Monday, 13 December 2010

Christmas Around the World no. 3: Japan

Alana contacted me after seeing Bianca's post on Friday, and kindly offered to write about how Christmas is celebrated in Japan. Thanks so much Alana!

Christmas Pokemon and stuffed toys

Christmas is not a traditional or religious holiday in Japan. Although, with the enthusiasm for the holiday and the ubiquity of “Christmas goods” it’s hard to tell until it gets to the actual day. Some houses and business put up lights which are referred to as “illumination”. Stores are well decorated and play English and Japanese Christmas music. Almost every store has Christmas goods for sale.

Christmas Cakes

Christmas Eve is celebrated by eating a “Christmas Cake” which usually must be ordered ahead of time from a bakery, convenience store, or grocery store. The cake is typically a white or sponge cake with white frosting and decorated with strawberries. Strawberries are especially expensive this time of year for this reason. You can also find many strawberry flavored versions of your favorite candies this time of year. They associate strawberries with Christmas. The cake is topped with Christmas decorations: snowmen, Santa-san, and holly. Small candles are lit on the cake and blown out by the family’s children. It almost make you want to sing Happy Birthday, dear Jesus (or “Kurisuto”), but I’m not sure anyone is aware of the religious reason for celebrating Christmas. Special cakes for children are also available with their favorite characters on top of the cake. Pokemon and Power Rangers (“Go Rangers”) are the ones most people would know.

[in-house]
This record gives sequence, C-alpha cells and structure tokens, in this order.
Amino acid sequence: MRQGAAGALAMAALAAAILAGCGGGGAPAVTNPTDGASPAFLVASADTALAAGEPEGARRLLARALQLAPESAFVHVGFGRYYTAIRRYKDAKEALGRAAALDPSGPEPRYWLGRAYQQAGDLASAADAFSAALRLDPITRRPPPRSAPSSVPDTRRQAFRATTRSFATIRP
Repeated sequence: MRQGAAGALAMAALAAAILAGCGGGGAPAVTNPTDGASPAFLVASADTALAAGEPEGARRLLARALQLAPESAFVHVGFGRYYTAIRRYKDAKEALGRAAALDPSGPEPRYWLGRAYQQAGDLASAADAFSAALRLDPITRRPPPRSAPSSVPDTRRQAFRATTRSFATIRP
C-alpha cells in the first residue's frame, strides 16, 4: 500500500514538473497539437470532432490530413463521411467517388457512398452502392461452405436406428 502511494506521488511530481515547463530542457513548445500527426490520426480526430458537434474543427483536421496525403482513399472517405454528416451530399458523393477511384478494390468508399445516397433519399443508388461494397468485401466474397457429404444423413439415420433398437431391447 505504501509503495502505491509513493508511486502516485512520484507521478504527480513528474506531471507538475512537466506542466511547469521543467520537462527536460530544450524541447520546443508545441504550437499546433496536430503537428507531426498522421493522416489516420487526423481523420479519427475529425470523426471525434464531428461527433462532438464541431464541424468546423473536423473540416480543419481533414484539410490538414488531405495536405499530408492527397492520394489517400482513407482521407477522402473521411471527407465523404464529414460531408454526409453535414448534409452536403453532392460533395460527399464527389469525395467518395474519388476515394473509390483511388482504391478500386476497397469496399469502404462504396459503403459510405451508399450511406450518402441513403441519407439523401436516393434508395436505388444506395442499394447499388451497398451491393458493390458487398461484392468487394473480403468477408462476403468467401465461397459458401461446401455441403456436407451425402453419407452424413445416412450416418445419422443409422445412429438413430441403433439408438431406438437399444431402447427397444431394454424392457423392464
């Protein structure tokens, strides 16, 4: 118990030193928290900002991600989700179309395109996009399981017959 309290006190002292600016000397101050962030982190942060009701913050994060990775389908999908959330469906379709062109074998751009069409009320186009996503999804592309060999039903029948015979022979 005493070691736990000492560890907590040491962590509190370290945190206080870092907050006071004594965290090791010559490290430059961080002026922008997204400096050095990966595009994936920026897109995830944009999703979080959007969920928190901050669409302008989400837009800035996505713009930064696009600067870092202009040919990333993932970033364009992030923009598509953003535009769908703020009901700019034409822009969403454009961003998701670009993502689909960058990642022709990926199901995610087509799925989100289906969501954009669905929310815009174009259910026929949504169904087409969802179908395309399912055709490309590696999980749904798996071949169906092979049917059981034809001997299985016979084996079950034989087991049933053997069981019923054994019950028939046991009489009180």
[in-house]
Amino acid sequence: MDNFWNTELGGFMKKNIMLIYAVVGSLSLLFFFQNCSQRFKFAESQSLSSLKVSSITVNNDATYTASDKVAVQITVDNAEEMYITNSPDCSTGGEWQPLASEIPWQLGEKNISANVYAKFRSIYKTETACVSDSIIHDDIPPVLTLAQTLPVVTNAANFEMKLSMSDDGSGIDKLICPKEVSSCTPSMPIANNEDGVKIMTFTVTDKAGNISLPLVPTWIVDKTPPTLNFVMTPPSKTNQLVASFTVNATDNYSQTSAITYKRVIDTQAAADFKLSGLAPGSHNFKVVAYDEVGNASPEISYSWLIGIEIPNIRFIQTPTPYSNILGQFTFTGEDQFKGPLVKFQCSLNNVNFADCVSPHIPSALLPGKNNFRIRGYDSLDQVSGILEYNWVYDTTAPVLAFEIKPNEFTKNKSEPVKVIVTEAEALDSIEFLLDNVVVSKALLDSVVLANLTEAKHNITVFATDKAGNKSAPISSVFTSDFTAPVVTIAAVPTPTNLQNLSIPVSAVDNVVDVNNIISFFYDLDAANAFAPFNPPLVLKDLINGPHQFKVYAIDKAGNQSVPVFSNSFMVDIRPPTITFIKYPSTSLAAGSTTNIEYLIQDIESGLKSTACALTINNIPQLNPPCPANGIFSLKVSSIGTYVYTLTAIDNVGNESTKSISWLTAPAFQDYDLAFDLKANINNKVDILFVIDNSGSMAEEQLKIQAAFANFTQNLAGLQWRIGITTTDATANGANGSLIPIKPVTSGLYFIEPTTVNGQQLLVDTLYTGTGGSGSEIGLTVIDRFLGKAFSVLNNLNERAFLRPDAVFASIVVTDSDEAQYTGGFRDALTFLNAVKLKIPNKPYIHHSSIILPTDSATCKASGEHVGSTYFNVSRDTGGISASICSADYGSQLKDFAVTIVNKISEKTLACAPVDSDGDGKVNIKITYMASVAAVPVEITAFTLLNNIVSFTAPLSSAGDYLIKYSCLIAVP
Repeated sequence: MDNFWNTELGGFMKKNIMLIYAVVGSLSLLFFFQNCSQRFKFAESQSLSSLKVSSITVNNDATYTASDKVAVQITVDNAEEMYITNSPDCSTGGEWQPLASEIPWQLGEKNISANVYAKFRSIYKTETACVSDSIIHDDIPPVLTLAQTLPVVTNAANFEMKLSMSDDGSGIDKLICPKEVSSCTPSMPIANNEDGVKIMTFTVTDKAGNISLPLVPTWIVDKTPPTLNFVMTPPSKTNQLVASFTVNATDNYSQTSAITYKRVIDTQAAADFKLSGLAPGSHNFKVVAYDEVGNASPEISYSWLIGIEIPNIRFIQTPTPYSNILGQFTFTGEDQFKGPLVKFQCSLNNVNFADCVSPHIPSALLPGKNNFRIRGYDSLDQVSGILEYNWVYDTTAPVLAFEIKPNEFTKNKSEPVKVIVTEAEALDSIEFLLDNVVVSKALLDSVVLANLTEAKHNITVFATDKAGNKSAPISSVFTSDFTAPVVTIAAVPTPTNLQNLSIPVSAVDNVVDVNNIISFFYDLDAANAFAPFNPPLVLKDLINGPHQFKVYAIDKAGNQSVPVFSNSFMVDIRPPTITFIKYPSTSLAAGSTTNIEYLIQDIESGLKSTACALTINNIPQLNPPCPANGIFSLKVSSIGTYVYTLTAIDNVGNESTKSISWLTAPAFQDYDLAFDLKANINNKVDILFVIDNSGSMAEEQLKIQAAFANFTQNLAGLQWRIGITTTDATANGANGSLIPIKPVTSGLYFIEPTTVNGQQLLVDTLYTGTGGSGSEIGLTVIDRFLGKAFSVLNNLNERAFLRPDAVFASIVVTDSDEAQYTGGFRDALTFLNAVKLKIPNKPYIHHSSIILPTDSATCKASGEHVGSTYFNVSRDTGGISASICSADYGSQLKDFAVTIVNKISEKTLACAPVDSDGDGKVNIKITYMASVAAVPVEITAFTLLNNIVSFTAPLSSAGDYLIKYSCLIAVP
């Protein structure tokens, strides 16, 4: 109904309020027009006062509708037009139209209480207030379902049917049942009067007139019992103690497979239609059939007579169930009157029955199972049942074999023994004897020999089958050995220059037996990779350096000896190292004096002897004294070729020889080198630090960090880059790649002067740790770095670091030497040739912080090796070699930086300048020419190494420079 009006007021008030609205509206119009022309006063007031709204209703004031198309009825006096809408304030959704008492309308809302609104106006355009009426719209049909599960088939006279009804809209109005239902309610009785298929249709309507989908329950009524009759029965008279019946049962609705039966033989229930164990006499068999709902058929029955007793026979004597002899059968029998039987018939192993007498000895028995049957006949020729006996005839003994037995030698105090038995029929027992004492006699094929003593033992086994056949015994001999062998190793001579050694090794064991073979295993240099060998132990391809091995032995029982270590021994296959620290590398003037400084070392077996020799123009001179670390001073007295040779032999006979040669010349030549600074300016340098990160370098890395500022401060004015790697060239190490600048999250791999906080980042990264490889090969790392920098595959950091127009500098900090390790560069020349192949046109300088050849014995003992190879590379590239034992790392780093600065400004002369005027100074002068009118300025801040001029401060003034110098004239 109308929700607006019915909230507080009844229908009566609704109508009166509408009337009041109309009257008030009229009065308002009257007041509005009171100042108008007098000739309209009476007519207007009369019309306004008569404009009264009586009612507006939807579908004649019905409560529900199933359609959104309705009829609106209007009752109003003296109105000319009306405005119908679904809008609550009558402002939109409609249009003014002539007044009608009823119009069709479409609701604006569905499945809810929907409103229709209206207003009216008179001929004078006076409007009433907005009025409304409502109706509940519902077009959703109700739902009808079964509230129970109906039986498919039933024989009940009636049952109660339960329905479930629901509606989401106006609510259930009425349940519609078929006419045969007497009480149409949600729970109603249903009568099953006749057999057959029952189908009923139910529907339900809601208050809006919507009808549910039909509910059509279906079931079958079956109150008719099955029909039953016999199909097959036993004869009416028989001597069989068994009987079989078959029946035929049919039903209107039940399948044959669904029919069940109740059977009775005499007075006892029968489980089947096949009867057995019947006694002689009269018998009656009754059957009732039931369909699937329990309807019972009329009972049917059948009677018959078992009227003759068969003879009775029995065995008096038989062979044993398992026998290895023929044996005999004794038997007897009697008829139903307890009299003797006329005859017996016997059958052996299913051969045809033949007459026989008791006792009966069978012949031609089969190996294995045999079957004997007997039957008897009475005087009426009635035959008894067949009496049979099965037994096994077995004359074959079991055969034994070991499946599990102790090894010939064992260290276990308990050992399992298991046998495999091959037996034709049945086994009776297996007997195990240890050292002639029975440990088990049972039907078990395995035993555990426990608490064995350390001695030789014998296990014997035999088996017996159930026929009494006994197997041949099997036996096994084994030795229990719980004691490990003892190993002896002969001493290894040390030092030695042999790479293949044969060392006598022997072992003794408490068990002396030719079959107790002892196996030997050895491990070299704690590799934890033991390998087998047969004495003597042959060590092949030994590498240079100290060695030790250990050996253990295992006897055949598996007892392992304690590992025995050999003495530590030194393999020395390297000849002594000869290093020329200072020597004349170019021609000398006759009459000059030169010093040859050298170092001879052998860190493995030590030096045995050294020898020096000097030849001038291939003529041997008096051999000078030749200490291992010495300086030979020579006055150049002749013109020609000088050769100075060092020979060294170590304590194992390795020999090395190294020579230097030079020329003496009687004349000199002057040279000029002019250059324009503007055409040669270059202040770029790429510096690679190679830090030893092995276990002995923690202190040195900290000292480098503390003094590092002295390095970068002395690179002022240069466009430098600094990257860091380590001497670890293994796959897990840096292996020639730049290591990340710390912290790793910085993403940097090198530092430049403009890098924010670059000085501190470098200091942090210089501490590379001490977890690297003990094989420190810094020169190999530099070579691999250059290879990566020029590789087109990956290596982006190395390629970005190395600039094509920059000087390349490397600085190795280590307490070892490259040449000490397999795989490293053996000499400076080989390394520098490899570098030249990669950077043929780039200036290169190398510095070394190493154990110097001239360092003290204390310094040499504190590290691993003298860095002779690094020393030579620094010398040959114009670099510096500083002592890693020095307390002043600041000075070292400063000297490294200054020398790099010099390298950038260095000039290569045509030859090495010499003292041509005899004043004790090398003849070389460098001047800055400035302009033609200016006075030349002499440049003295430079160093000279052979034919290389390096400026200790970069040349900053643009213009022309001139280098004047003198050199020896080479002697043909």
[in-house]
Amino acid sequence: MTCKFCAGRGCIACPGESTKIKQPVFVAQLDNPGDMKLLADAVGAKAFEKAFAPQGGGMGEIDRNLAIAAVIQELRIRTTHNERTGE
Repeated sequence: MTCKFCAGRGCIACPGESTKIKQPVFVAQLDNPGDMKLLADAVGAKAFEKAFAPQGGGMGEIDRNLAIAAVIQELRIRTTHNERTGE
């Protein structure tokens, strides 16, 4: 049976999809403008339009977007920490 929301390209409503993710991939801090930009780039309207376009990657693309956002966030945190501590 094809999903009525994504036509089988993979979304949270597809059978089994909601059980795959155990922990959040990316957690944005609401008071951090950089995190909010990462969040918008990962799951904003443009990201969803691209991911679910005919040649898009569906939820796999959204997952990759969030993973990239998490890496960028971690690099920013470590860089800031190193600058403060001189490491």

Along with the cake, children drink a fizzy apple cider which isn’t very sweet and has a mild flavor. It comes in a small bottle that pops like champagne. This too can be bought with your favorite characters on the package. It is extremely cheap, usually less than 200 yen for a small bottle.

Mister Donut Rilakkuma Christmas Promotion

Families may enjoy eat a snack of sushi, pizza or KFC. That’s right Kentucky Fried Chicken. KFC has done a great job of convincing Japanese people that fried chicken is the appropriate food to eat at Christmas (getting a turkey in the country is difficult and costly) You get a commemorative Christmas plate when you buy a bucket of KFC on Dec. 23, 24 or 25.

Hello Kitty Christmas Boot

Children go to sleep, excited for Santa-san’s arrival. Children wake up to find a present (that’s right, ONE present) and unwrap it without any ceremony or circumstance. This marks the end of the Christmas celebration. Anti-climactic isn’t it?

Children are sometimes given a Christmas boot, which is like a stocking, but it is clearly boot-shaped. These come pre-packaged filled with candy and sometimes cheap toys. Again, it is all about the characters. You can choose from a wide variety: Hello Kitty, Shinkansen, Jewel Pets, Pokemon, One Piece, Dragon Ball and many others. Instead of a boot you can also buy a reusable tin, bag or plastic box filled with candy.

Christmas Manga

So despite the Christmas trees, cards, costumes, stickers, Santa appearances and other holiday cheer, the actual celebration of it is very insignificant. The traditional holiday for Japanese families is New Year’s which has many special traditions. Christmas, on the other hand, is really just something to encourage buying.



  1. I've just read this to Ting and she reminded me of a picture of her as a little girl in Hong Kong... HOLDING A CHRISTMAS BOOT!

    It was enormous!

  2. ONE PRESENT!! Wouldn't have liked as a kid!


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